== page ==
Labour Bill Sails Through Parliament

PARLIAMENT has passed the Labour Amendment Bill which seeks to remove the clause allowing termination of job contracts on notice, grants employed women three months paid maternity leave for each pregnancy, removing the one-year qualifying period and the limit of three terms of paid maternity leave, as part of Second Republic’s efforts to grant women and workers full equality and rights.

The Child Amendment Bill which seeks to expand children’s rights also passed last Thursday, while the Electoral Amendment Bill will be recommitted to the National Assembly to consider amendments made in Senate.

Both the Labour Amendment Bill and Child Amendment Bill now awaits transmission to the President for his assent before becoming law.

In terms of the current labour law, maternity leave is granted for a period of 98 days on full pay to a woman employee who has served for at least one year and limits the number of periods of such leave to three by any one employer.

But the new labour law removes the qualifying time and the number of times maternity leave is granted as Government seeks to align the Labour Act with the Constitution.

Other provisions in the Labour Amendment Bill include the desire to curb child labour by increasing the maximum penalty for a person found guilty of conducting child labour with the maximum sentence raised from two to 10 years.

The Bill will also give clarity on retrenchment of employees where an employer has tried to minimise their obligations to staff by giving most workers fixed-term contracts rather than permanent posts.

The proposed law seeks to cover the difference between employees on permanent contracts and fixed term contracts by providing that an employer who employs the majority of their employees on fixed term contracts will have to make use of retrenchment provisions when the contracts are terminated, rather than just give the notice set out in a fixed term contract.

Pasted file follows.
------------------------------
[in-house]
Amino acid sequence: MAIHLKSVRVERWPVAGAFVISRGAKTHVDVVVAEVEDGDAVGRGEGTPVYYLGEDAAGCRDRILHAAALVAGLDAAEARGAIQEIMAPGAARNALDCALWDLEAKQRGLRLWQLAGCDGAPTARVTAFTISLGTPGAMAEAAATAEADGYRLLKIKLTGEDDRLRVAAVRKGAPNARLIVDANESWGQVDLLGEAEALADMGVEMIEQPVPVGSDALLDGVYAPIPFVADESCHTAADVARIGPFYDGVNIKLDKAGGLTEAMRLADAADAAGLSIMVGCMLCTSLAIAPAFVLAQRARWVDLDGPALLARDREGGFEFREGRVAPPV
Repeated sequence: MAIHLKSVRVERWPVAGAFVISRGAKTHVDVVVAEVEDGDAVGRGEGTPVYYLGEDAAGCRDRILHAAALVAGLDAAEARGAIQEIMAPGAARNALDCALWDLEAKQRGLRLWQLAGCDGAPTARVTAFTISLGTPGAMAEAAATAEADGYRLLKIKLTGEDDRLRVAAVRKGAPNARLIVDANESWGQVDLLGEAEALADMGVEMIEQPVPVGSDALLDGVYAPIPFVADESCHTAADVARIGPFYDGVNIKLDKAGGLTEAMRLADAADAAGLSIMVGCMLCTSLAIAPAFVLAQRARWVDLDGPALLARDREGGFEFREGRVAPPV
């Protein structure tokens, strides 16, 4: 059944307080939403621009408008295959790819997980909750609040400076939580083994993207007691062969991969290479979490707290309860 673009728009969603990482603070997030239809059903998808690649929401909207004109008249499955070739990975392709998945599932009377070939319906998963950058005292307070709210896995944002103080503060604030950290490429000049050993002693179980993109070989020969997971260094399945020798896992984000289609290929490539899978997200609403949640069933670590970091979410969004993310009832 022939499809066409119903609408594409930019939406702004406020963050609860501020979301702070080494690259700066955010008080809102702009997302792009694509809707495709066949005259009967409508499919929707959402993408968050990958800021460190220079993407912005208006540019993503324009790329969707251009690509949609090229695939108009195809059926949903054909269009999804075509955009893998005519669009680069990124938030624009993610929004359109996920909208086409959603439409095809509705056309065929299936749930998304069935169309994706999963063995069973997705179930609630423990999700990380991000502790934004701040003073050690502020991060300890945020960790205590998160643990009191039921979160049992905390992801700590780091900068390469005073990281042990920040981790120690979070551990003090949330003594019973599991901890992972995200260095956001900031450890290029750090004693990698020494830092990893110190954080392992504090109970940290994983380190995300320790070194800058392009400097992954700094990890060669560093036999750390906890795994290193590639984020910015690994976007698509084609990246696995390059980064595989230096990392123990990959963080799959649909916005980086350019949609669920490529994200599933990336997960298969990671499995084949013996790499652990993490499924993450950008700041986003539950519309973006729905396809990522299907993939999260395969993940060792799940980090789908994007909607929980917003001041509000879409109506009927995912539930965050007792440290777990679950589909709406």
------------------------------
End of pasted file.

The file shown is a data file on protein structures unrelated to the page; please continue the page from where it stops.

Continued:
Justice, Legal and Parliamentary Affairs Minister Ziyambi Ziyambi, who was steering the Bill in Senate said Government through the Ministry of Public Service, Labour and Social Welfare has been seized with the process of reviewing labour laws in Zimbabwe since 2010 with the aim of aligning them with the Constitution of Zimbabwe and ratified International Labour Organisation conventions.

“The review seeks to promote the ease of doing business in the labour market through streamlining and promotion of timely conclusion of processes.

“I will confidently say that the Labour Amendment Bill, is a product of extensive stakeholder consultations over a number of years and contains the main various provisions,” said Minister Ziyambi.

The Bill provided protection to employees against discrimination by entrenching the principle of equal pay for work of equal value and gender.

“We have a mandate to ensure that all gaps in the law are provided for through law reform. Our law did not provide for protection against violence and harassment at the workplace, including violence and harassment of a sexual based nature or gender-based nature and unfair labour practices.